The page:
When the holiday season rolls around, the bell ringers come out in force.
You see them at area retailers and grocery stores, a smile on their faces, a kind word to passersby, their bells never stopping as they stand beside those iconic red kettles collecting donations for the Salvation Army.
For some ringers, manning the silver bells is their chance in this season of giving to give back to the organization that helped them.
“What they gave to me, they gave me a chance to get me focused, to redirect my life, so, therefore, it was an opportunity to give back to somebody else what they gave to me,” said Joseph Allen, 49, from Winnsboro, a bell ringer at Sam’s in Donaldsonville. He recently finished Operation Bootstrap, the Salvation Army’s alcohol and substance abuse treatment program.
It wasn’t his first time in such a program, but this time it worked.
“I’m stronger spiritually, mentally,” he said. “And there’s something about when you become stronger spiritually and wiser, I’ll say I’m even better physically fit now.”
So to give back to the Salvation Army, he decided to become a holiday bell ringer after hearing others at the army’s Airline Highway headquarters talk about how much they love it.
“They have several people coming back year in and year out because they say they just like interacting with the public,” Allen said. “They like the bell ringing. It’s like a satisfaction of giving back, having an opportunity to give back and then you are doing something that is worthy, especially for the little kids.”
It’s people like Allen who Maj. Stephen Long, head of the Salvation Army in Louisiana, calls “the army behind the army.”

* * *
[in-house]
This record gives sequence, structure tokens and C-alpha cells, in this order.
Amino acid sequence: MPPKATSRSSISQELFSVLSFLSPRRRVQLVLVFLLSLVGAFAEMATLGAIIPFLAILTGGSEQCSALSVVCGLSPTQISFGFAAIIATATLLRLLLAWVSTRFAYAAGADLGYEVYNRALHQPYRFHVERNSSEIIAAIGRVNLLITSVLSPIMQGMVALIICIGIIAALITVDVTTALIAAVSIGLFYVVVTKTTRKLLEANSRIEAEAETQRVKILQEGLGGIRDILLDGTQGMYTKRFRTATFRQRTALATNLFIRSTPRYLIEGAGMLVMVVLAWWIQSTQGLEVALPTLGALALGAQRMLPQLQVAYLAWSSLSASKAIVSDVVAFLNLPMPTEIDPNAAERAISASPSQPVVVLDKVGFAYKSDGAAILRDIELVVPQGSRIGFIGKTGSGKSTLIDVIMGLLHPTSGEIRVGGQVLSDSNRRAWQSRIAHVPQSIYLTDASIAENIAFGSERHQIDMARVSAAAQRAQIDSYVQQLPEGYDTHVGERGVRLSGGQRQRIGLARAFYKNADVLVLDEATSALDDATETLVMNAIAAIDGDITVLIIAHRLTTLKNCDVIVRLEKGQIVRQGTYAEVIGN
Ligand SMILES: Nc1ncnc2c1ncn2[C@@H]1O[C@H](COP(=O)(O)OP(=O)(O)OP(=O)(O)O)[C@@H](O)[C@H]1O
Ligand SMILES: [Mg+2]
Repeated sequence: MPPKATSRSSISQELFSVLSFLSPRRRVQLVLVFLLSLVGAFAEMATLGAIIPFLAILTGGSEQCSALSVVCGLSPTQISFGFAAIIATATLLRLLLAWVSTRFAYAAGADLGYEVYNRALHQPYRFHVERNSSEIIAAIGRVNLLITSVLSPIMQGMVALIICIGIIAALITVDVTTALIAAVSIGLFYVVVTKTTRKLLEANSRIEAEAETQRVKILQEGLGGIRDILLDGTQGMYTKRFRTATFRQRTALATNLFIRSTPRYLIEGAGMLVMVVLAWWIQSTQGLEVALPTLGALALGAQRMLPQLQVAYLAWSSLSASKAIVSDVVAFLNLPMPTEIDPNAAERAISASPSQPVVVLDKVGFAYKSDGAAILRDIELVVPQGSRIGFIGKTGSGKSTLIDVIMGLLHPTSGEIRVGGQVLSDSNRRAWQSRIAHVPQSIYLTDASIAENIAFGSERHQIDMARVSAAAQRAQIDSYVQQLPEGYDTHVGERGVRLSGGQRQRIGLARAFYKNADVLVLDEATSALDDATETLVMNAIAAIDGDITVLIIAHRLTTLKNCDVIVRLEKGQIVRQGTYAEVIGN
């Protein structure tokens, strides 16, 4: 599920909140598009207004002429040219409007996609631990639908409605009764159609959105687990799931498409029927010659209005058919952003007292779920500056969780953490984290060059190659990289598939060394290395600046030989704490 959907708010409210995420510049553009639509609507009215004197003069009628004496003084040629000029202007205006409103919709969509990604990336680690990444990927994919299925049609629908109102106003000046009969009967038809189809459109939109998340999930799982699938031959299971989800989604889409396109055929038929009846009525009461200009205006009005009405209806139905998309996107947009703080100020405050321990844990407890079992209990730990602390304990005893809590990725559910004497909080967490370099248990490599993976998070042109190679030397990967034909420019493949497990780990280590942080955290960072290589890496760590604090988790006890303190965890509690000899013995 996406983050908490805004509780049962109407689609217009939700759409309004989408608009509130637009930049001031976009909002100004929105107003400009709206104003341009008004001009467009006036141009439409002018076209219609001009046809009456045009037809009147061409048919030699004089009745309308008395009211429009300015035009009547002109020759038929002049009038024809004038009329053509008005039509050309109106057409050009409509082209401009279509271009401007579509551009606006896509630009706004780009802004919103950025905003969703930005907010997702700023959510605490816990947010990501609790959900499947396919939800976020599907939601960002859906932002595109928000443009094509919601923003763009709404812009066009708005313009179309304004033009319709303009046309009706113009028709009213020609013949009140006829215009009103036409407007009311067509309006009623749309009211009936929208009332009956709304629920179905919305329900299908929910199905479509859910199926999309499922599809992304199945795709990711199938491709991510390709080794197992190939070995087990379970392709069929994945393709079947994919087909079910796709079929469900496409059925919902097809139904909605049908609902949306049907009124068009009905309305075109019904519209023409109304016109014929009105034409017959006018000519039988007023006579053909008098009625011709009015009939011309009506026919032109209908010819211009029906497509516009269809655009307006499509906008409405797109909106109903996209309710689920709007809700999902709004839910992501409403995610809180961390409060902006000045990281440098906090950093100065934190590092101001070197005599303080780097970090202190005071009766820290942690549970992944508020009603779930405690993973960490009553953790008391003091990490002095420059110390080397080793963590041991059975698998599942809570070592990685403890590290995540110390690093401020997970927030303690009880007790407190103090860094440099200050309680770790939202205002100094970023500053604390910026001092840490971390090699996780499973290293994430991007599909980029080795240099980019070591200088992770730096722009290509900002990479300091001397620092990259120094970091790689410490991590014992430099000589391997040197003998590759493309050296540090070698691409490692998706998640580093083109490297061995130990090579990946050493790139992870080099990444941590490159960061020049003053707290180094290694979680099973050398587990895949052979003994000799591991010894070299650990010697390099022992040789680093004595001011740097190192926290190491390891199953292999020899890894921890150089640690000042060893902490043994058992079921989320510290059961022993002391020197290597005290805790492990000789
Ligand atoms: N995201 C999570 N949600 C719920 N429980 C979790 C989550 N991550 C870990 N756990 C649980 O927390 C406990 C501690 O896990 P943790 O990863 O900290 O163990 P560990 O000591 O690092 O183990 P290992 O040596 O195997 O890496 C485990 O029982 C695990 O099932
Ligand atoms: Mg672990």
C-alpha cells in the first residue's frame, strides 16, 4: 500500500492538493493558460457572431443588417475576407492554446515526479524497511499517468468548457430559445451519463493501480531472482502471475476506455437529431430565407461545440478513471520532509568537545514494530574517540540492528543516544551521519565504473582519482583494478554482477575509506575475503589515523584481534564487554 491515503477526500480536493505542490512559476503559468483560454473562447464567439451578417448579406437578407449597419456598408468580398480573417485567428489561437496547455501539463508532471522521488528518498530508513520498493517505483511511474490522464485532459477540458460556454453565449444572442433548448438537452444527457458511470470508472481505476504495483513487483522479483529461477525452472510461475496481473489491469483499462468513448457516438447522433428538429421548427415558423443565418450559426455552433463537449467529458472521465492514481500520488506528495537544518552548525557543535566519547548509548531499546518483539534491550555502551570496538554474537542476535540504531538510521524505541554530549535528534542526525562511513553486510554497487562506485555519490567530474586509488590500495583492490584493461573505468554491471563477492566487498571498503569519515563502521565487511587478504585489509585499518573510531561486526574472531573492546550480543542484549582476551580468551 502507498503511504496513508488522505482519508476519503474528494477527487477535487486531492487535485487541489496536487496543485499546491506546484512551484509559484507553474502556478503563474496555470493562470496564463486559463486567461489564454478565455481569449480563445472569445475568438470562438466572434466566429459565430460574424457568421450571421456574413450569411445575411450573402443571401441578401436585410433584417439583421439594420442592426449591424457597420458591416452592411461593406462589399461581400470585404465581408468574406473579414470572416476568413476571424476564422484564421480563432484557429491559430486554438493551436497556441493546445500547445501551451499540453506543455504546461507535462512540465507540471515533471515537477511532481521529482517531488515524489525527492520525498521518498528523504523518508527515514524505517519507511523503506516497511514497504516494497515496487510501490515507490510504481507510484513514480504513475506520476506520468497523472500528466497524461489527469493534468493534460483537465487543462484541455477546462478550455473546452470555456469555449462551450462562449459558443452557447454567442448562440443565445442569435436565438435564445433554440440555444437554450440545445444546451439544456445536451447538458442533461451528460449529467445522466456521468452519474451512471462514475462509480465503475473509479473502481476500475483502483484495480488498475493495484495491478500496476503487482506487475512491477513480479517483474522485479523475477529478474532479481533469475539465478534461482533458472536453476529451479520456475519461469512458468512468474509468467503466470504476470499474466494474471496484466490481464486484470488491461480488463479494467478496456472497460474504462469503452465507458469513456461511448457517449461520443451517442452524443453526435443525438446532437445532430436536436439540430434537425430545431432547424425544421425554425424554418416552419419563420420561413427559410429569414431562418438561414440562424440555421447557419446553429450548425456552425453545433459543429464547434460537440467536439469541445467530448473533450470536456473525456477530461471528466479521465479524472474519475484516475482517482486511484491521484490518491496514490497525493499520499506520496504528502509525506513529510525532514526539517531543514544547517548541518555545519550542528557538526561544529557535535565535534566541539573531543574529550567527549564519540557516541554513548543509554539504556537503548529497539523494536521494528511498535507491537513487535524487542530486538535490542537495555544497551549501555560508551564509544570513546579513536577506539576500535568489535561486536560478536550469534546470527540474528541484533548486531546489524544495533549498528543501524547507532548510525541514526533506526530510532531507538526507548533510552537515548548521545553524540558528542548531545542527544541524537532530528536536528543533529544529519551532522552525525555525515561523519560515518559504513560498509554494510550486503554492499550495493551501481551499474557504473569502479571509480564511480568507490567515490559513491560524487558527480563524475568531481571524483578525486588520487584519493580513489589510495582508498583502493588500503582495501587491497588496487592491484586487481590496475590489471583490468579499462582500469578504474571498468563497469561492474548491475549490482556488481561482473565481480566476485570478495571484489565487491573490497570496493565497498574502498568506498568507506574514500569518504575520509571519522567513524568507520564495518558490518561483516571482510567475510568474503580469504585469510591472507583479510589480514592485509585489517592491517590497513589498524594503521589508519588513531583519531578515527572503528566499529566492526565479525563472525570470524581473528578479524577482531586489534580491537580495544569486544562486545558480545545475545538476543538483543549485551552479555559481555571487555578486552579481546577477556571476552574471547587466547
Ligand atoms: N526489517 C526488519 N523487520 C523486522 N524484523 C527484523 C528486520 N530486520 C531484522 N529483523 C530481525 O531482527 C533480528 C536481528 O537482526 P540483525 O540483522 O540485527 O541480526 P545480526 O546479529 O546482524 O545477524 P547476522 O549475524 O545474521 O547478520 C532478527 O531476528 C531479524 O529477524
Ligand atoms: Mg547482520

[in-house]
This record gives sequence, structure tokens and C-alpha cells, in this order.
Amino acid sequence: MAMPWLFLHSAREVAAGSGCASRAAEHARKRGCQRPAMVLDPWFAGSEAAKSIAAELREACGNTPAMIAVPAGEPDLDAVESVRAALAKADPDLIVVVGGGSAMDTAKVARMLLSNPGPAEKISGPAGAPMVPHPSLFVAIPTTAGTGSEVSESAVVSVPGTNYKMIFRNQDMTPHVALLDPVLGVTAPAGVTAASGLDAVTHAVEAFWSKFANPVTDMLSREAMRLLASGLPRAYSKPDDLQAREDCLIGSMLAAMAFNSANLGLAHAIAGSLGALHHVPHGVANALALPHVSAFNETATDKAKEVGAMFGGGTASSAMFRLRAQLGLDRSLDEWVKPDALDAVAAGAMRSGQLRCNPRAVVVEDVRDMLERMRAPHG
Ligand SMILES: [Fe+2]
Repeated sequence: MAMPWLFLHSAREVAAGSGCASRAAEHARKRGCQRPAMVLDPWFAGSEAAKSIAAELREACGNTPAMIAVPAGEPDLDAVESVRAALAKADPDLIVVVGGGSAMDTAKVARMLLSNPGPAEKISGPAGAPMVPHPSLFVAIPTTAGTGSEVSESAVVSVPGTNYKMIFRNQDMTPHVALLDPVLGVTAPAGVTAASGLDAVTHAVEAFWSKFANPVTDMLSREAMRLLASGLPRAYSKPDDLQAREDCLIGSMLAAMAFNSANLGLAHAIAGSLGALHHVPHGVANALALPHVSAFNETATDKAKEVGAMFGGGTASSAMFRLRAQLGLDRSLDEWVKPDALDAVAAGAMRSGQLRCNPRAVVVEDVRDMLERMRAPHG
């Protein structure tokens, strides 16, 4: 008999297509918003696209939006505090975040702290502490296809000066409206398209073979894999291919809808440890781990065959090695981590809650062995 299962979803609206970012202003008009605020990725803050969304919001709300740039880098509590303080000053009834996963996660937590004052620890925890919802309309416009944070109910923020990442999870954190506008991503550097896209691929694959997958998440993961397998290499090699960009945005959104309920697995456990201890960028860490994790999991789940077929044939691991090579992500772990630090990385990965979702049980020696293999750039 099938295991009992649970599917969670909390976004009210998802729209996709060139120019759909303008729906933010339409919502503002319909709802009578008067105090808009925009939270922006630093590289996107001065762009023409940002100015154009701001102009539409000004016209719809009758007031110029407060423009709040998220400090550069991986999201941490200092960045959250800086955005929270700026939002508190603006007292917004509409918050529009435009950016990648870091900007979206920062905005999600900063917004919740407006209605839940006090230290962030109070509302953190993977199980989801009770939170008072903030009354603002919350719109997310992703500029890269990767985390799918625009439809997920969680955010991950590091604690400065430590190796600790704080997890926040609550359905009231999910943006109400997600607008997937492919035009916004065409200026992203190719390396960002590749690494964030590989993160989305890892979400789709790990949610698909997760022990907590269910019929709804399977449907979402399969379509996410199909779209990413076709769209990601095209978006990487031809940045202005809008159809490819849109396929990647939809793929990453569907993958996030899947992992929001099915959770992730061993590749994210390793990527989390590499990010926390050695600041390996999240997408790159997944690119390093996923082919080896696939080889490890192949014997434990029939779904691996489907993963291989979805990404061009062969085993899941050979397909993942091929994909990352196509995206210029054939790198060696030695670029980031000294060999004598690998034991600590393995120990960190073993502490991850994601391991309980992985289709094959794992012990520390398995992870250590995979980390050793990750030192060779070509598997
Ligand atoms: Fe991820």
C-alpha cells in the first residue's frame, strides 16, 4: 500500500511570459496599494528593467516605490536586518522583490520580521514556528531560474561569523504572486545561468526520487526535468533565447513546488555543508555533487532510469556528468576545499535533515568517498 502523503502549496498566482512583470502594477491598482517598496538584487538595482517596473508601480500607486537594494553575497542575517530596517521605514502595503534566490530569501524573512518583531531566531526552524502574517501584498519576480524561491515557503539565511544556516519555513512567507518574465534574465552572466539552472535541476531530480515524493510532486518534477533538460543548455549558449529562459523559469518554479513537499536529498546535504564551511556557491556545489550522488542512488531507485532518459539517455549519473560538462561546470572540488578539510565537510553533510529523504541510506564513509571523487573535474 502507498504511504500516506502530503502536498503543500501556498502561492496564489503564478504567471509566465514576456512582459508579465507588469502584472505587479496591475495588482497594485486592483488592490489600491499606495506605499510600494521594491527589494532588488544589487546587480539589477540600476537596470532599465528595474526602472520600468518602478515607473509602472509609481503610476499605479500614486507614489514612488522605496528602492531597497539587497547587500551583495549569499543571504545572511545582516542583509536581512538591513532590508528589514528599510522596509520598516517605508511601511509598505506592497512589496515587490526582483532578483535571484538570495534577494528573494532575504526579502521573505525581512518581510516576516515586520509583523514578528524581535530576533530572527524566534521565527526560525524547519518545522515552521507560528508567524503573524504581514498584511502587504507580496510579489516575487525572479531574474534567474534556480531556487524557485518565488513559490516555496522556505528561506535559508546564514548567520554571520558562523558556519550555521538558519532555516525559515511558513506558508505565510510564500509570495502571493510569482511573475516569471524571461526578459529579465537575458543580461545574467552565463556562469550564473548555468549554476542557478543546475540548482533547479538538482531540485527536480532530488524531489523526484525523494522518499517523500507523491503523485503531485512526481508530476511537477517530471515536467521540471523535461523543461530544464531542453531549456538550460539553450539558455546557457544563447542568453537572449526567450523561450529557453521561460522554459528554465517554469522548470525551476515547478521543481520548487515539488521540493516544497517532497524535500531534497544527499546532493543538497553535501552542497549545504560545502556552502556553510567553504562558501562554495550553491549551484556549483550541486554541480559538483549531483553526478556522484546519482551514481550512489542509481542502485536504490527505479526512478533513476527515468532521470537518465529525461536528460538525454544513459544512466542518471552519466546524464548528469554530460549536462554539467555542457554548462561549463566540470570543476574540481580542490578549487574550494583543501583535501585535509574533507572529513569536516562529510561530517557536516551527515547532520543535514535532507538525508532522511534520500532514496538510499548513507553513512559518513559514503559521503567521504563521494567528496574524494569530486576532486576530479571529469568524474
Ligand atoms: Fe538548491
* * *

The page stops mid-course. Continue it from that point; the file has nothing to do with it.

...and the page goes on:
“The host of volunteers that really help us, that’s the army behind the Salvation Army,” said Long, a 37-year veteran who began his career as a volunteer holiday bell ringer.
“I think the biggest need we fill is as a reminder to those who have, and a ray of hope to those who have not,” he said. “I think the spirit of Christmas is best defined by that compassion.”
The legend of the Salvation Army’s bells and kettles goes back to San Francisco in the late 1890s.
A Salvation Army captain named Joseph McFee gathered donated fish at the docks and cooked them into a stew in a large urn atop a fire.When the food was ready, he would ring a giant bell to let the poor and homeless know dinner was ready. Hundreds of people ate from the stew, Long said.
Another Salvation Army officer saw what McFee was doing and the number of people he helped. He tweaked the idea, making the kettle smaller and asking, instead, for money.
The current holiday program was born.
According to the Salvation Army’s website, red kettle donations brought in more than $148 million in 2012. Long said about $1 million was raised in Louisiana in 2012. And now the organization, which was founded in 1865, is letting its bell ringers go hi-tech.
The Salvation Army offers online red kettles in which people can ask for donations via email and social media.
Long said he thinks in the coming years, the online red kettles will continue to grow and bring in more donations, “but something has to be said about the traditional outside, red kettle bell ringer, and we never want to lose that hallmark.”
Lamont Major, 41, of Baton Rouge, also wants to keep the tradition of outside bell ringers going.
The affable Major stood outside the Sam’s Club at Cortana Mall about recently in intermittent rain, greeting every single person who walked passed, even throwing out greetings in Spanish tosome.
“I just wanted to try and give back, not only to help others, but give back to this program because they have done a lot for me,” Major said.
Like Allen, he is a graduate of Operation Bootstrap volunteering so that he can give back to the army.
“I basically fell into addiction and when I fell into addiction, that’s when I made a trip to the Salvation Army,” Major said.
He also cooked and served meals during hurricanes Gustav and Isaac.
Major, in his second season of bell ringing, said he hopes to continue as long as he can because hearing stories about the army providing for those at their lowest warms his heart.
“Every now and then, you get to walk across and meet some people and it makes you feel good,” he said. “Sometimes they come to tears, and you feel it. It overwhelms you with the spirit. When your back gets to hurting or your feet get to aching a little more, that feeling gives you the drive to go on a little more. I’m blessed to be able to do this.”